An Azure Function with a Queue Trigger processes the messages and for this test pauses for 2 seconds (simulating a call to the Device Provisioning Service(DPS) ). It keeps track of the number of concurrent processing threads and when the first message for each device was received since the program was started.

public static class UplinkMessageProcessor
{
   static readonly ILog log = log4net.LogManager.GetLogger(System.Reflection.MethodBase.GetCurrentMethod().DeclaringType);
   static ConcurrentDictionary<string, PayloadV5> DevicesSeen = new ConcurrentDictionary<string, PayloadV5>();
   static int ConcurrentThreadCount = 0;

   [FunctionName("UplinkMessageProcessor")]
   public static void Run([QueueTrigger("%UplinkQueueName%", Connection = "AzureStorageConnectionString")] string myQueueItem, Microsoft.Azure.WebJobs.ExecutionContext executionContext)
   {
      Interlocked.Increment(ref ConcurrentThreadCount);
      var logRepository = LogManager.GetRepository(Assembly.GetEntryAssembly());
      XmlConfigurator.Configure(logRepository, new FileInfo(Path.Combine(executionContext.FunctionAppDirectory, "log4net.config")));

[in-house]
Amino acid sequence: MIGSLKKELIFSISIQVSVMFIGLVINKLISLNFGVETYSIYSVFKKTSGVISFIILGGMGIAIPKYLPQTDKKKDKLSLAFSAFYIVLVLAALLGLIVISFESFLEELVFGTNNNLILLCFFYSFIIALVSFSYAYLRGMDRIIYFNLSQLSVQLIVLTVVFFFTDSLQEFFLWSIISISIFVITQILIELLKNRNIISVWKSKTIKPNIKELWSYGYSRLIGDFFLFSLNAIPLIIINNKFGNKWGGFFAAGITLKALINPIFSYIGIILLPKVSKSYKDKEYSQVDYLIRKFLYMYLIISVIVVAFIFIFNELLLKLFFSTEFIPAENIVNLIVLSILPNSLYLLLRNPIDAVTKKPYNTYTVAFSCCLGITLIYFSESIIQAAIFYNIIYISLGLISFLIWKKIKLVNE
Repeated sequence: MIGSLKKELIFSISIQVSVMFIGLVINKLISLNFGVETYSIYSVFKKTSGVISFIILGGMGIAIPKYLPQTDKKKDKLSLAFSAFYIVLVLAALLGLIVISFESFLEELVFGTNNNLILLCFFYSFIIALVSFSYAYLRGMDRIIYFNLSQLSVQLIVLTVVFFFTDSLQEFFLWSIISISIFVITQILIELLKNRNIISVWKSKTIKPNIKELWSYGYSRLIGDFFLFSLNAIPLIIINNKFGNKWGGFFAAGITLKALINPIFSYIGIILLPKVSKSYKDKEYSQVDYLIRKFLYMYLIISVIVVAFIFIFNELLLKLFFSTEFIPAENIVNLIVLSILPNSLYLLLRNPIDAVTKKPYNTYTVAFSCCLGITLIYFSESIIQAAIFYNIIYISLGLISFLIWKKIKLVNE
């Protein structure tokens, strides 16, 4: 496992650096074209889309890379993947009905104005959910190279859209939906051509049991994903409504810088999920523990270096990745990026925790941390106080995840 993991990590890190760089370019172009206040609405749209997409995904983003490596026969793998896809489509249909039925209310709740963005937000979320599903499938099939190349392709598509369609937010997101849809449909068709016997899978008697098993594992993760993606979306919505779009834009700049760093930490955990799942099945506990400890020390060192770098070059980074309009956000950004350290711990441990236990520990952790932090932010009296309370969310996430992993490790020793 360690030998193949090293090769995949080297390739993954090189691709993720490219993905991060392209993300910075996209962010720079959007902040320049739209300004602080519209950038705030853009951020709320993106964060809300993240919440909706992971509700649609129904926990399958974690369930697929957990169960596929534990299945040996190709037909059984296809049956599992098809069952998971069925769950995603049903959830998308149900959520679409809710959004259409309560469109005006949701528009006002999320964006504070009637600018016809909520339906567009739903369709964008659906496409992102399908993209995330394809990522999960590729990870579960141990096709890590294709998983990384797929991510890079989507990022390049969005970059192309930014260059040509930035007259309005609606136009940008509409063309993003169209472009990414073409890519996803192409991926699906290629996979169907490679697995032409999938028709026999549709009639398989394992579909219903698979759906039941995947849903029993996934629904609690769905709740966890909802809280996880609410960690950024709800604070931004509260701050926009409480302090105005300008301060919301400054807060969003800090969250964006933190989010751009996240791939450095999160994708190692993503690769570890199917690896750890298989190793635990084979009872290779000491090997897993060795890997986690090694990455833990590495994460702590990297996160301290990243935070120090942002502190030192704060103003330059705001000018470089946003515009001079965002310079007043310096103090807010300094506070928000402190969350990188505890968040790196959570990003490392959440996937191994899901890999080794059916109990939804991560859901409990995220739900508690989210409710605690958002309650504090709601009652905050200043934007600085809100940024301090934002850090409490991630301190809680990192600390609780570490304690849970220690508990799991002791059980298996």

log.Info($"Uplink message function triggered: {myQueueItem}");

      PayloadV5 payloadMessage = (PayloadV5)JsonSerializer.Deserialize(myQueueItem, typeof(PayloadV5));
      PayloadV5 payload = (PayloadV5)DevicesSeen.GetOrAdd(payloadMessage.dev_id, payloadMessage);

      log.Info($"Uplink message DevEui:{payload.dev_id} Threads:{ConcurrentThreadCount} First:{payload.metadata.time} Current:{payloadMessage.metadata.time} PayloadRaw:{payload.payload_raw}");

      Thread.Sleep(2000);

      Interlocked.Decrement(ref ConcurrentThreadCount);
   }
}

To explore how this processing worked I sent 1000 uplink messages from my Seeeduino LoRaWAN devices which were buffered in a queue.

Azure storage Explorer 1000 queued messages
Application insights 1000 events

I processed 1000’s of messages with the Azure Function but every so often 10-20% of the logging messages wouldn’t turn up in the logs. I’m using Log4Net and I think it is most probably caused by not flushing the messages before the function finishes